'Made in Israel': Rise in U.S. Complaints Over 'Mislabeled' Exports From Settlements

U.S. customs draws distinction between products actually 'Made in Israel' and those from West Bank settlements.

Uri Blau
Uri Blau
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Organic winery in Yitzhar settlement.
Organic winery in Yitzhar settlement.Credit: Nir Kafri
Uri Blau
Uri Blau

The United States Department of the Treasury is reporting an increase in allegations that merchandise produced in West Bank Jewish settlements is being imported into the U.S. without the proper country of origin markings, in contradiction to U.S customs regulations.

Each year the U.S. Customs and Border Protection agency receives between 800 and 1,000 complaints regarding the import of items from around the world into the country. Recently, the CBP confirmed, there has been a growing number of complaints about products ostensibly manufactured in the settlements but exported under a different label. The CBP declined to say whether it has contacted the Israeli exporters or begun any proceedings against them.

In response to a question by Haaretz, the CBP spokeswoman confirmed the guidelines. "Marking items produced in the West Bank or Gaza Strip as 'Made in Israel,' 'Israel,' 'Occupied Territories-Israel,' or words of similar meaning, and later exporting those items to the U.S., is contrary to the noted Treasury decisions," she said.

She added that when it comes to items imported from East Jerusalem or the Golan Heights, the customs service has no special instructions, and declined to say whether new guidelines regarding those areas are anticipated. The CBP also confirmed that when required, it generally turns to the State Department for guidance on the issue.

Last year, shortly after the European Union's decision ordering separate labels for items from the settlements, the CBP sent updated instructions to importers, but these did not constitute a change in U.S. policy.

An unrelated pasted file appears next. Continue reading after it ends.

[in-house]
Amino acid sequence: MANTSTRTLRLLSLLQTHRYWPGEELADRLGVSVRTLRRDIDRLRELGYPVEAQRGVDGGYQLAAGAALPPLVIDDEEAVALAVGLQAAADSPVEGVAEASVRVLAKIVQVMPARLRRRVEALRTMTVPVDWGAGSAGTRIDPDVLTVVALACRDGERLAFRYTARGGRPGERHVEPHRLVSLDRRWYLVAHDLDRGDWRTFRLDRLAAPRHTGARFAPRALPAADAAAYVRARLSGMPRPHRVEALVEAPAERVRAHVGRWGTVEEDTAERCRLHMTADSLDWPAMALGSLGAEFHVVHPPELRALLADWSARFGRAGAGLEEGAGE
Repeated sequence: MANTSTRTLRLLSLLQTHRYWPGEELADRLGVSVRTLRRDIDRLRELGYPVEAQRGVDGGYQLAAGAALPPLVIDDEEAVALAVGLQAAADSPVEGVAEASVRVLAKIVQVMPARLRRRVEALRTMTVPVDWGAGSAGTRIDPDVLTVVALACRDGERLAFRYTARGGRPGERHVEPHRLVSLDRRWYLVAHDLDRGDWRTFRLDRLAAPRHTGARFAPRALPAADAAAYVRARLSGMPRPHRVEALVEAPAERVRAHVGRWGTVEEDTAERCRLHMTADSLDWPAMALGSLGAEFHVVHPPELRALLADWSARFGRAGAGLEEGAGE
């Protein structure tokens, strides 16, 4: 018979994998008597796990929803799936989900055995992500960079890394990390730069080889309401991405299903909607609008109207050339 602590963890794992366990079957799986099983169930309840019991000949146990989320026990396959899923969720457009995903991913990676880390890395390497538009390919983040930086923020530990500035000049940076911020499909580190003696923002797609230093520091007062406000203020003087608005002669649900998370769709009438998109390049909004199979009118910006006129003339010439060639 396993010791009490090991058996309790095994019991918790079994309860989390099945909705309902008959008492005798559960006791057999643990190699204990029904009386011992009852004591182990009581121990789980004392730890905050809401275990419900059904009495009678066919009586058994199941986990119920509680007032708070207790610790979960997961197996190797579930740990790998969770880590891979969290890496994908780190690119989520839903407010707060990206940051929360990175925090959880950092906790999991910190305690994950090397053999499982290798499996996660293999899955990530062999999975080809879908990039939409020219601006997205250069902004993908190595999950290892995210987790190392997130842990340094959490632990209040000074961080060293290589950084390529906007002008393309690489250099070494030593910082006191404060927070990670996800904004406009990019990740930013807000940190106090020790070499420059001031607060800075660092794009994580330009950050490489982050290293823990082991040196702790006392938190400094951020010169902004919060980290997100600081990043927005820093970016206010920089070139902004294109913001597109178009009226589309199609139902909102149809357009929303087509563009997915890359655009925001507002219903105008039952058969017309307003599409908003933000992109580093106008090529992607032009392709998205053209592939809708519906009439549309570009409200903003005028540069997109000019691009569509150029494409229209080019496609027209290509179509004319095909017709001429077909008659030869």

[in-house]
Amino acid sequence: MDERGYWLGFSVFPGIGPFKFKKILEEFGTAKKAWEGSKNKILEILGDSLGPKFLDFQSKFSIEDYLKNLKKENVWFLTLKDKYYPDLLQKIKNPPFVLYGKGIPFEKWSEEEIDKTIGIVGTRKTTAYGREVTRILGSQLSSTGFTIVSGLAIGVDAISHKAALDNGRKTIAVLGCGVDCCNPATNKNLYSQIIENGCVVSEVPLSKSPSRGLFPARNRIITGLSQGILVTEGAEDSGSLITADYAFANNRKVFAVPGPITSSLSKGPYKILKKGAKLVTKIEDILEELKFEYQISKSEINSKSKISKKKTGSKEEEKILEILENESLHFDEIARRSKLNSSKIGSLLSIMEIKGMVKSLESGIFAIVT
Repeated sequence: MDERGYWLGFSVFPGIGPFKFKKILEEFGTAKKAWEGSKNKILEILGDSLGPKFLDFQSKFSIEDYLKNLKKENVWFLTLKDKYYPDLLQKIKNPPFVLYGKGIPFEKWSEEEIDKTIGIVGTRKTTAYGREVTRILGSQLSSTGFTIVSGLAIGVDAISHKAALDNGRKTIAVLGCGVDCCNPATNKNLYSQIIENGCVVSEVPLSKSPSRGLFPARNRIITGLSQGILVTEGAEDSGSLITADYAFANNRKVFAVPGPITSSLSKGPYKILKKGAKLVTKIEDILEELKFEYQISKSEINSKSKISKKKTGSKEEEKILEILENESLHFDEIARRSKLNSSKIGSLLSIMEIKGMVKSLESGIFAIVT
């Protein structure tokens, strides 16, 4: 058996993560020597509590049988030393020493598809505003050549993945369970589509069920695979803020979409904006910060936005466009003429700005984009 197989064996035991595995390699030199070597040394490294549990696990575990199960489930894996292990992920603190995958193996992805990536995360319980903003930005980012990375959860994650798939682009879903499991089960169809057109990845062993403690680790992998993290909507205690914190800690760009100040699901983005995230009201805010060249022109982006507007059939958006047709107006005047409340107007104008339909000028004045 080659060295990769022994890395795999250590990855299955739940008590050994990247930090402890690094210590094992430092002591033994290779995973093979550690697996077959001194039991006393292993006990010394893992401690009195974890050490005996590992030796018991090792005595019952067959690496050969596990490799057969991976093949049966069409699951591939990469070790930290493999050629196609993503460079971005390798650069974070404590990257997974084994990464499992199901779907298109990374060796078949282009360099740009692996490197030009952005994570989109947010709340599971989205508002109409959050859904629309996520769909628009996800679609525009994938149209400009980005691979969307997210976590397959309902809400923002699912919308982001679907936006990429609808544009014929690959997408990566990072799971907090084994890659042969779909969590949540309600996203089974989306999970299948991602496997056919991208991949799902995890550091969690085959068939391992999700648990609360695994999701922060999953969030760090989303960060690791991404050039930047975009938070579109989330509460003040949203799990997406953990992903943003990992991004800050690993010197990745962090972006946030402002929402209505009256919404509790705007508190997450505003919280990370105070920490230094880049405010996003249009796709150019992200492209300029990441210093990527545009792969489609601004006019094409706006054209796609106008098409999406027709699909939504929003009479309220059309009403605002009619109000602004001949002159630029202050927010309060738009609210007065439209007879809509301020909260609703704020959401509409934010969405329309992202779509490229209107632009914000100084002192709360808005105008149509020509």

The CBP spokeswoman also declined to say whether any punitive measures have been taken against violators of the labeling rule.

“CBP does not comment on specific investigations or enforcement actions related to alleged infractions of Customs law received through our e-Allegations online portal," she said. "In general, however, CBP receives between 800 to 1,000 wide-ranging e-Allegation submissions from the public each year. There has been no change in policy or practice in how CBP responds to allegations of trade violations. Each allegation receives a thorough analysis and enforcement actions are recommended, if warranted."

Since 1995, tax regulations require that products from the settlements be marked as originating in "West Bank and Gaza," "West Bank/Gaza Strip," "West Bank/Gaza," "West Bank and Gaza Strip," "West Bank," "Gaza," or "Gaza Strip."

The CBP published a clarification two years later, explaining that the regulations were changed following a 1994 request by the State Department, after Israel and the Palestine Liberation Organization signed the Declaration of Principles as part of the Oslo Accords in 1993.

In 2015, the EU adopted legislation that requires the labeling of all goods outside of Israel's 1967 borders as coming from the West Bank, Gaza or the Golan Heights. In addition, products made by Israelis in West Bank settlements will be labeled as such under the legislation.

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